Some of you will remember, actor Philip Seymour Hoffman died from a heroin overdose in February 2014.
I wrote about his death, expressing my sorrow (especially because he’d been doing so well, or seemed to be, last year), and it sparked an interesting conversation about how we react to celebrity drug overdoses compared to how we react to “Regular Joe” overdoses.
(By “we,” I mean the public — not the media.)
(EDITOR’S NOTE: The following is a guest post by Michael Corbin, hardcore Bears fan and mental health advocate. Corbin is the creator of everyminute.org, a grassroots campaign uniting advocates, mental health professionals and organizations into a single coalition creating a public forum advancing the need and benefit of increased mental health research.)
I grew up in a rural town south of Chicago, and I have been a Bears fan my entire life, and as we Bears fans know, there’s a certain dominant, smash-mouth style of play we expect on the field and in fashion.
This week wide receiver Brandon Marshall took a tough stance in a different fashion than most fans are used to:
He announced he would be wearing lime green cleats in his October 10th game against the New York Giants as a way to attract attention to Mental Health Awareness Week.
Let’s start this week out with a little humor!
As most of you know, I like a good concert. I especially like Dave Matthews Band shows.
Truthfully, these are the only shows I travel a significant distance to see (I think the second farthest was Ryan Bingham), so what I’m about to share with you is especially significant to that area of my life!
Last month, Alternative Press posted The 9 Phases of Post-Concert Depression, and I think anyone who’s been super excited and spent weeks or even months preparing for a big show can tell you, they’re all spot on!
Euphoria, reflection, reality–this is good stuff
So take a few minutes this Monday morning (or, whenever you’re reading this) and enjoy a laugh or two!
Then, let us know which concert caused YOU the most post-concert depression?
(Big thanks to Michael Corbin of everyminute.org for the head’s up on this funny stuff!)
Today (September 10, 2013), the International Association for Suicide Prevention (IASP) is sponsoring World Suicide Prevention Day.
The USC School of Social Work is sponsoring a Suicide Awareness Blog Carnival to commemorate this day of suicide awareness.
I’ve written past suicide-related posts about celebrities as well as suicide warning signs and suicide prevention and awareness, but today I’d like to shine a light on one of the most recent actors to come out about suicide (pun intended).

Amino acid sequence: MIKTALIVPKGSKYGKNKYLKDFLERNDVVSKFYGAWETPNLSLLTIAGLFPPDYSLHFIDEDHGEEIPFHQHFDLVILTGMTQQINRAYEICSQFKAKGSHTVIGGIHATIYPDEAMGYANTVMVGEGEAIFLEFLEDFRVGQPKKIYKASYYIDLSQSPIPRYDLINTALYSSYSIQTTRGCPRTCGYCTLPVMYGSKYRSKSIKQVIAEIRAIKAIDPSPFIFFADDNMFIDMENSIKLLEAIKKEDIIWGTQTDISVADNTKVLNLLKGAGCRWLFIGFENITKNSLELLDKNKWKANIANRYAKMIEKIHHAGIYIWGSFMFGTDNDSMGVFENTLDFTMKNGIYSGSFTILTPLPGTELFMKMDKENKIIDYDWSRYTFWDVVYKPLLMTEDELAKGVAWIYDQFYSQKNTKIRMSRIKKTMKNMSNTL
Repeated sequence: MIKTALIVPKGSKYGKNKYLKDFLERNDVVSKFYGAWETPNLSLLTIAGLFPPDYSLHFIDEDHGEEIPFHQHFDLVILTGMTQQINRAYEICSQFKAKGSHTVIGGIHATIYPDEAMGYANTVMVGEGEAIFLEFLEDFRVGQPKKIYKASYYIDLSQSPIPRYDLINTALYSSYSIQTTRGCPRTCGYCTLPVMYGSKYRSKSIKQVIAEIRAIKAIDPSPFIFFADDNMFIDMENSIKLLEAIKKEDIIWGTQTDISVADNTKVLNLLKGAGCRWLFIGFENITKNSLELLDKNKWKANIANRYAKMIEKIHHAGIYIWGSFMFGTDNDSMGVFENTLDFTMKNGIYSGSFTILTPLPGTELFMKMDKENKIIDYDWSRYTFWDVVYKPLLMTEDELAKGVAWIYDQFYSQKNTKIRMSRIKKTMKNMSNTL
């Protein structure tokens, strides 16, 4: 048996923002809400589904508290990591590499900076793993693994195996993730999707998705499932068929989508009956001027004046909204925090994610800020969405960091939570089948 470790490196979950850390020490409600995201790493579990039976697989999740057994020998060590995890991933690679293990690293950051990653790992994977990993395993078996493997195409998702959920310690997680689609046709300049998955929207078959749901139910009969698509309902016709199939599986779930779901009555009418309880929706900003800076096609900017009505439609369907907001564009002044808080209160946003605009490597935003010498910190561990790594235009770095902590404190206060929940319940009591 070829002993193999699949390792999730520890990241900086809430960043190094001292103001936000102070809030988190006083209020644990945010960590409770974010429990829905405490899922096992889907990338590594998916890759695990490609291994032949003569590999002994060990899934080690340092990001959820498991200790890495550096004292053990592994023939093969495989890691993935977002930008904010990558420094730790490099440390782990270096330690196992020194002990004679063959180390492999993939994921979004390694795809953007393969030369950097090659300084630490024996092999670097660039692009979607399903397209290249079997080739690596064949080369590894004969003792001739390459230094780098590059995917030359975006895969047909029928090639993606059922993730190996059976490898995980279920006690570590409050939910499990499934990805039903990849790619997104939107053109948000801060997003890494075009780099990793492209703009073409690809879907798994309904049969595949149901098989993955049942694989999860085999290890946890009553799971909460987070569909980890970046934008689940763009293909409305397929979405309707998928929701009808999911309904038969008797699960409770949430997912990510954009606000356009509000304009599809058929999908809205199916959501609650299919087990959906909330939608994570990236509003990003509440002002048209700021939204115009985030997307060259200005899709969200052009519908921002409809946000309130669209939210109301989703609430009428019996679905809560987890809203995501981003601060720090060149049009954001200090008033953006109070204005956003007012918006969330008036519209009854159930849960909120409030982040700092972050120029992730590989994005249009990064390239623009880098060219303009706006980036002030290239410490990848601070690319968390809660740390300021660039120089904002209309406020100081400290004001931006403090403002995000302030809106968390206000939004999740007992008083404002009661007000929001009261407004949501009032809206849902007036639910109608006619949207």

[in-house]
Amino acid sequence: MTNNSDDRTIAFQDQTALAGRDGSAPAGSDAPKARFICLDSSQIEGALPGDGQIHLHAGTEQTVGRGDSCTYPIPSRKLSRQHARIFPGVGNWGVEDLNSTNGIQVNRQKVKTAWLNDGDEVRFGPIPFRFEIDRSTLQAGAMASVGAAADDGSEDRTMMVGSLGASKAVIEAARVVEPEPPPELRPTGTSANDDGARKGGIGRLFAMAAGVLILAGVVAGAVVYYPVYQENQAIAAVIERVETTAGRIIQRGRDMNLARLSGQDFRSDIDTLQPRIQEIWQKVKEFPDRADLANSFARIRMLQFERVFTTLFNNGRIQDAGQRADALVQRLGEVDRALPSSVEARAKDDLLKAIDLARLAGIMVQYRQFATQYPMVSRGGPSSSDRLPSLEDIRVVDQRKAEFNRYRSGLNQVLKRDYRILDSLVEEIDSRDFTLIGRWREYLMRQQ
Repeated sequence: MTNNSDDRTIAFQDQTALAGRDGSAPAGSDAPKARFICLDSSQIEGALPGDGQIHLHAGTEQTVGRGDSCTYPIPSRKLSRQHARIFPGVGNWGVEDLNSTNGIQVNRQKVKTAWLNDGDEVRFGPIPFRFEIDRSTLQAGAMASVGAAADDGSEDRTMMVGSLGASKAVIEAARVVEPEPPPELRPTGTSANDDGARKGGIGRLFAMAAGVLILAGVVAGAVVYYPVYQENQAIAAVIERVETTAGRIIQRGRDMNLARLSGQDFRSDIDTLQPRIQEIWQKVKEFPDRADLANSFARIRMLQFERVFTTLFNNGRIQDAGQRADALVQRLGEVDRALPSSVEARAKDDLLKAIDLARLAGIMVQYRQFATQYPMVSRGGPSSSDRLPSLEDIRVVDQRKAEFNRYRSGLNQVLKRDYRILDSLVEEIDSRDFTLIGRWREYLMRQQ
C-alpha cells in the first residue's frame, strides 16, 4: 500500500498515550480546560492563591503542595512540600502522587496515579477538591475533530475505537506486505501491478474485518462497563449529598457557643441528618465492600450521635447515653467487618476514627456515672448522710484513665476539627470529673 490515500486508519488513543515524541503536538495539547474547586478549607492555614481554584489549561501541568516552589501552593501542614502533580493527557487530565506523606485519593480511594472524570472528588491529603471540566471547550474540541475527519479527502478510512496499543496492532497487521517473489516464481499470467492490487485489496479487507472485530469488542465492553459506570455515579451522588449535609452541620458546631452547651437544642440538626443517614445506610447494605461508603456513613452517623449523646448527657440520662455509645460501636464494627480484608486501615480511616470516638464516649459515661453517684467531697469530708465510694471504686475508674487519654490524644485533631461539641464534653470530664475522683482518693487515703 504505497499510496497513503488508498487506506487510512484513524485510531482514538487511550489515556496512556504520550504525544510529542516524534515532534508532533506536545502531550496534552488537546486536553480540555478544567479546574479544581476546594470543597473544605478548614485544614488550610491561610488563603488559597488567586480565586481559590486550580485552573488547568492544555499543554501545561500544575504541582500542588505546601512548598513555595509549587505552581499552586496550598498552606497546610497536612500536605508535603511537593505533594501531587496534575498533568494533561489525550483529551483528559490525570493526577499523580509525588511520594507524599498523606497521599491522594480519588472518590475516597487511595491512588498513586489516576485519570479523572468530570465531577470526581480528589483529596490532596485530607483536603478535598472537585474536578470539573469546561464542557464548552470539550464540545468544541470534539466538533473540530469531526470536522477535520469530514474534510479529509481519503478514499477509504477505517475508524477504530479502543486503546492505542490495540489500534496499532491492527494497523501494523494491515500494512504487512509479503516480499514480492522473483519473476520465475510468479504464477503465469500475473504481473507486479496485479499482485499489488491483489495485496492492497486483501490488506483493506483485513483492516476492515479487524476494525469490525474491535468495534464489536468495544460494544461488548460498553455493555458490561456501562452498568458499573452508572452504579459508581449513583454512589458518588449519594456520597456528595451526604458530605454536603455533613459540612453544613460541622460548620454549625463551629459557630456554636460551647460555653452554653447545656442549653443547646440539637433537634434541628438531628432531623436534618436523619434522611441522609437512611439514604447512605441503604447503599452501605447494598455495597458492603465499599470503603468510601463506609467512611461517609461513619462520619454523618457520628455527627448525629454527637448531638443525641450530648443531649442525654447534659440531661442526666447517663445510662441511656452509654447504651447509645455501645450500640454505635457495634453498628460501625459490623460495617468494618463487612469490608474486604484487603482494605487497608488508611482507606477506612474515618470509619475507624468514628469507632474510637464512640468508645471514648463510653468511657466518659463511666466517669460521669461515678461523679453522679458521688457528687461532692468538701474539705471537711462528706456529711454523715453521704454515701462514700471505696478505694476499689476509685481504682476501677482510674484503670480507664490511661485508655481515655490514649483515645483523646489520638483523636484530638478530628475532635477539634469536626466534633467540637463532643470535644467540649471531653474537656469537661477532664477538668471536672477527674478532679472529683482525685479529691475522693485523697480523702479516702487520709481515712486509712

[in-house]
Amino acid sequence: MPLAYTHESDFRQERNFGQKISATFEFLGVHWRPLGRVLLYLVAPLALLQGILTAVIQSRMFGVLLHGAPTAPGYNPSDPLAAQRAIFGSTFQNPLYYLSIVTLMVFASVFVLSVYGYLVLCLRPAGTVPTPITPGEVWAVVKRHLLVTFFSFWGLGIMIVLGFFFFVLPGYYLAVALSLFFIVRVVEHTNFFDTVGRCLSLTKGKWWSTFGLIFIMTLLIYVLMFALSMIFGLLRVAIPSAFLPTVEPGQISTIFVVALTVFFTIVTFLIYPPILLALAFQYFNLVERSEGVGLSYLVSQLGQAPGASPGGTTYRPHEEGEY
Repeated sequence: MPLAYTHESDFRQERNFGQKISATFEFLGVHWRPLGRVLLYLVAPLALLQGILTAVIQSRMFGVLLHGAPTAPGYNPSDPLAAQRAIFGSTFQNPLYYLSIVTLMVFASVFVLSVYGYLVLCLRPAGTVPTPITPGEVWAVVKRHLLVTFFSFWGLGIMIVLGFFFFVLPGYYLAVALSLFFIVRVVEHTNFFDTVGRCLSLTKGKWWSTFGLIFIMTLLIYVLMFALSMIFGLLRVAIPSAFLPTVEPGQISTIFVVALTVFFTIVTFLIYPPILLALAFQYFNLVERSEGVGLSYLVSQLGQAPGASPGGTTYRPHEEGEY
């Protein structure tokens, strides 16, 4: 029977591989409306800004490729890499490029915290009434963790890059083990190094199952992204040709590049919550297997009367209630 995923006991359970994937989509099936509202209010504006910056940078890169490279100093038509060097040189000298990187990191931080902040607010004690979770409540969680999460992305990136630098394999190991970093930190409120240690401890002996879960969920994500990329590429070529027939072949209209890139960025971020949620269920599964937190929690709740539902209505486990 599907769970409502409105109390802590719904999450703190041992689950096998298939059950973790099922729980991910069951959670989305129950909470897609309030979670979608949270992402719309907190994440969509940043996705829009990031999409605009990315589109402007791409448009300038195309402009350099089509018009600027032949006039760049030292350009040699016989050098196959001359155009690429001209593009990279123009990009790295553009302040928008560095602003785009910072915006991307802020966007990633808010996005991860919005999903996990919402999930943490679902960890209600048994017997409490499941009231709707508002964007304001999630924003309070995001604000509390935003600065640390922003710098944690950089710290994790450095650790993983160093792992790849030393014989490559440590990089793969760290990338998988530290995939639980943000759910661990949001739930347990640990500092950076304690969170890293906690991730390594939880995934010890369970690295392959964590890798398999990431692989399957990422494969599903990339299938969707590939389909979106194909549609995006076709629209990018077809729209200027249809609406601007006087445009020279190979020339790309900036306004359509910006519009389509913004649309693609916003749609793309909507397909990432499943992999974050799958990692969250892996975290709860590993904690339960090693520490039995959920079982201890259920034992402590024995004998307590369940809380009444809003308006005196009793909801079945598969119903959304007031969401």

Ooooh, I woudn’t want to be in Brian Williams’s shoes right now.
Of course, there’d be a lot of room, given he seems to have shoved BOTH his feet in his mouth last Thursday.
During what’s probably been the most stigmatizing statement I’ve heard all year, Williams announced that Ariel Castro, the Ohio man who held three women captive for a decade, was “arguably the face of mental illness.”
Let’s paint that picture again, just for good measure:
Brian Williams told America that Ariel Castro, a man who kidnapped three women and held them captive, raped them, and beat them for 10 years, was “arguably the face of mental illness.”
Not just the fact, but arguably the face.
I mean, wow.
Religion ranks about as high on the “Oh, You’re Looking for a Debate?” list as politics, abortion, gun control, racism, and gay marriage. Still, after running into a few articles over the past week dealing with celebrities and religion, spirituality, or lack thereof, I started thinking about the role religion plays in mental health.
Happy 4th of July, sweet readers!
(Well, almost, or belated, depending on when you’re reading this.)
In honor of July 4th, I thought we’d take a look back at four of the most inspiring celebrity mental health stories of 2013 so far.
After (and sometimes before and during) battling addiction and mental illness, these famous folk have enjoyed successful careers and helped spread education, encouragement, and hope to others.
1. Friends Star Matthew Perry
Matthew Perry has been pretty vocal about his own prescription pain pill addiction and rehab. After a friend introduced him to the nation’s drug court system, he became pretty vocal about that, too, leading U.S. drug czar Gil Kerlikowske to present him with the Champion of Recovery Award for “giving a voice to millions of Americans in recovery.” (Actor Matthew Perry Awarded for Drug Court Advocacy)
I suppose this could be a Weekend Listening post, too, because guess who got back together and released a new album last week?
Why, yes, I am excited about it!
Filter’s first album, Short Bus, was one of the first CDs I owned, and their 2000 hit “Take a Picture” off Title of Record was a pretty regular jam during my freshman year of college.
Just in time for the band’s sixth and latest studio release, The Sun Comes Out Tonight, Filter frontman Richard Patrick talked exclusively with The Fix about how both his past drug and alcohol abuse and his current sobriety have played a role in the band’s failures and successes.
Even though Filter had all this success, eventually I’m 33 and bent over a coffee table, addicted to cocaine as well. My dreams were being put on hold just to handle this addiction and minimize my insecurities.